The July 5 San Francisco murder of Kate Steinle at the hands of a multiply deported alien felon brought cries of outrage from the public, followed shortly thereafter by the predictable cacophony of a hopelessly divided country.
Some members of Congress vowed to put a spotlight on the problem and to end illegal alien sanctuaries, while others committed unpardonable gaffes by referring to the murder as “a little thing” or disrespecting the family members of citizens who died at the hands of alien criminals by leaving during their testimony at hearings held by Senate committees on which they sit.
Much of the media jerked back and forth like ill-controlled Punch and Judy puppets, wanting to share the public expressions of outrage, but also in their ridiculous politically correct way wanting somehow to avoid laying blame at the doorsteps of either the alien “migrants” or the sanctuary governments that let them walk free, leaving the journalists spinning and unsure of exactly how to portray events.
Here at the Center, we found that, for those interested in finger pointing, there was more than enough blame to go around — not just with sanctuary governments, but also with an administration that has worked hard to gut credible immigration enforcement and with politicians who often bluster, but rarely muster the fortitude to actually get anything done legislatively.
A month has passed since Ms. Steinle’s death and nothing meaningful has been accomplished. The Department of Homeland Security (DHS) continues to try to sell a watered-down, ineffectual, pick-what-you-like / dump-what-you-don’t “Priority Enforcement Program” to state and local governments; sanctuary cities unapologetically continue to thumb their noses at even those weak efforts; and no adequate legislative fix has been passed in either house of Congress.
As I said in an earlier posting, “All of this bodes badly for the American public, and even for aliens, legal or illegal, in migrant communities everywhere who will also be victimized by these offenders. The forecast: many more victims.”
I knew I would be right when I said it. After all, it didn’t take any far-seeing sibyl to realize that would be the case — but I am thoroughly disheartened at how quickly it’s proven true, and to see the body count rising with no more public clamor, perhaps because our society seems to suffer from some collective form of attention deficit disorder in which outrages last one or two news cycles, and then we’re on to the next disaster. So let me try to re-focus at least a little attention by sharing a sampling of the new victims whose deaths might have been prevented by effective cooperation between state and local police on one hand, and federal immigration authorities on the other.
The deceased victim: 65-year-old Marilyn Pharis.
The suspects: 20-year-old Jose Villagomez and 29-year-old Victor Aureliano Martinez-Ramirez, both apparently illegally in the United States, although news outlets have not indicated their nationalities — perhaps out of an abundance of political correctness.
The place: Santa Maria, Calif.
The circumstances: The victim was severely beaten with a hammer during a home invasion. She was also sexually assaulted. It took her eight days to die. Martinez-Ramirez had an extensive arrest record “for minor crimes”, and was on probation for at least one conviction at the time of the offense. State and local authorities have declined to say whether or not they notified ICE of his prior arrests and conviction(s), although they took the time to do so after he was arrested for the assault on Ms. Pharis.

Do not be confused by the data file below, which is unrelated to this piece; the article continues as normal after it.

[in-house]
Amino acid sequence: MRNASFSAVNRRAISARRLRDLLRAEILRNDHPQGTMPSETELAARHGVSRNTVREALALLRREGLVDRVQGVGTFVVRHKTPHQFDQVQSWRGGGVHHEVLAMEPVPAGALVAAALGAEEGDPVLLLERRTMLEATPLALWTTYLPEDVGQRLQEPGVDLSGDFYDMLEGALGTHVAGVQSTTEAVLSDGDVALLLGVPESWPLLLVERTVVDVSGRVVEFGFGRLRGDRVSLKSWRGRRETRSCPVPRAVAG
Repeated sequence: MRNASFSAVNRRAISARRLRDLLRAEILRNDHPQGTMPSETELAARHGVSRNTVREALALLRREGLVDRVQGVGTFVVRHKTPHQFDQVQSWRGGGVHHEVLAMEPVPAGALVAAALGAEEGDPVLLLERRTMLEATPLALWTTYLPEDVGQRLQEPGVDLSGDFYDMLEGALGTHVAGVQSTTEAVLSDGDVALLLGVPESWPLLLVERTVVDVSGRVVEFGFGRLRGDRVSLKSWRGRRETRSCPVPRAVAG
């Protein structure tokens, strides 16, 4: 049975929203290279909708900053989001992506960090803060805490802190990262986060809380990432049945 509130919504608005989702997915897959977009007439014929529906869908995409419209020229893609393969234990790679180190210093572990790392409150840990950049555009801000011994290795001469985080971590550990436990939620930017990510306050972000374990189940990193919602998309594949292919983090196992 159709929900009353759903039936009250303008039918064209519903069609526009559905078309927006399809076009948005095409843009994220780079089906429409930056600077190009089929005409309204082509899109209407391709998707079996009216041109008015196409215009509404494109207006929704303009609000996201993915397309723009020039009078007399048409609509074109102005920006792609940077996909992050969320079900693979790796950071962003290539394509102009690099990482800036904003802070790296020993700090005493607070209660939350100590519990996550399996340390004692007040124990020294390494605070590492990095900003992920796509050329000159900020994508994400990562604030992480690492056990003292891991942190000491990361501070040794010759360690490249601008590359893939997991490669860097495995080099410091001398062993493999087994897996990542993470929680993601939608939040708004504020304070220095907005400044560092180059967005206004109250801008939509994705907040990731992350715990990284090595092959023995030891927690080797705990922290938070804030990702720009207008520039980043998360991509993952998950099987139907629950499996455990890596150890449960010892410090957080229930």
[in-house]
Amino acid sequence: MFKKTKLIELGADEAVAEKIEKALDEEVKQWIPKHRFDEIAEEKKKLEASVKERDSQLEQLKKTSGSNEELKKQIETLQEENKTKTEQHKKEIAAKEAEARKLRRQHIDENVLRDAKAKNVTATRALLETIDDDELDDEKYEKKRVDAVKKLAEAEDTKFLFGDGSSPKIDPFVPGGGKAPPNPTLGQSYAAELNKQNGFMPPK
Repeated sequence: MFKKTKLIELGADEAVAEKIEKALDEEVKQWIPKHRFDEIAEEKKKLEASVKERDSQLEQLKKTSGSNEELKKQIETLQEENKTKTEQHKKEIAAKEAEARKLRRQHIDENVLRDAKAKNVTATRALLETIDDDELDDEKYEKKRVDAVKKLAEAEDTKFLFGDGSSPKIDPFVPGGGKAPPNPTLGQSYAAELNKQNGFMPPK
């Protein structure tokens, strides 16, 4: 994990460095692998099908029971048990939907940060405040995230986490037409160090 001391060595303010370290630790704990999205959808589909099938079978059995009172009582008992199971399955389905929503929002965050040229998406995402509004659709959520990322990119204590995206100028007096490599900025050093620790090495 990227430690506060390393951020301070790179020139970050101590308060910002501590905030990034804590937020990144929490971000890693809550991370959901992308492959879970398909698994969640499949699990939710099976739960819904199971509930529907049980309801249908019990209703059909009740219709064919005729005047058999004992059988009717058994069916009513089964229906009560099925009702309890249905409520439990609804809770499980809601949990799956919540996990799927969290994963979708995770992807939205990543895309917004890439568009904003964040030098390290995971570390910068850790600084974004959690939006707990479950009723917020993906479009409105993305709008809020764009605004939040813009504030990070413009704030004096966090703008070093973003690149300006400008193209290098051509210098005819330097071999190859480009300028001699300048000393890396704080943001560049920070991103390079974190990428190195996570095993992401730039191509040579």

The deceased victim: Margaret Kostelnick. (Other victims who survived were a 14-year-old girl the suspect attempted to rape and a second woman the suspect attempted to murder.)
The suspect: 35-year-old Mexican national Juan Emmanuel Razo, illegally in the United States.
The place: Lake County, Ohio.
The circumstances: Razo went on a crime spree that began with the attempted rape, then the attempted murder, before finally killing his third and final victim. Sheriff’s deputies say that they first encountered Razo loitering in a parking lot on July 7 and contacted U.S. Border Patrol agents who said that he did not meet DHS priorities for deportation proceedings absent a conviction and requested that the deputies release him.
The deceased victims: Husband and wife Jason and Tana Shane, Native Americans of the Crow nation. (Their daughter, Jorah, was also shot in the back while fleeing).
The suspect: 18-year-old Jesus Deniz-Mendoza, Mexican national and lawful permanent resident, whose Facebook page prominently displayed a “Brown Pride” emblem.
The place: Crow Indian Reservation near Pryor, Mont.
The circumstances: Deniz-Mendoza says he shot them because he thought they had laughed at him — although in fact they had pulled off the highway to aid him when they thought he needed help. Deniz-Mendoza had been arrested for burglary less than two weeks earlier, but Immigration and Customs Enforcement (ICE) agents filed no detainer for lack of a conviction. Some journalists have suggested that he did have prior convictions for serious charges — but that they were handled in juvenile court and the records were sealed, thus making it impossible for ICE to either verify or to use them in establishing the needed proof in a deportation proceeding.
How many more victims will it take before something is done? Have we completely lost our moral compass as a nation?
Dan Cadman is a research fellow at the Center for Immigration Studies, see his blog here.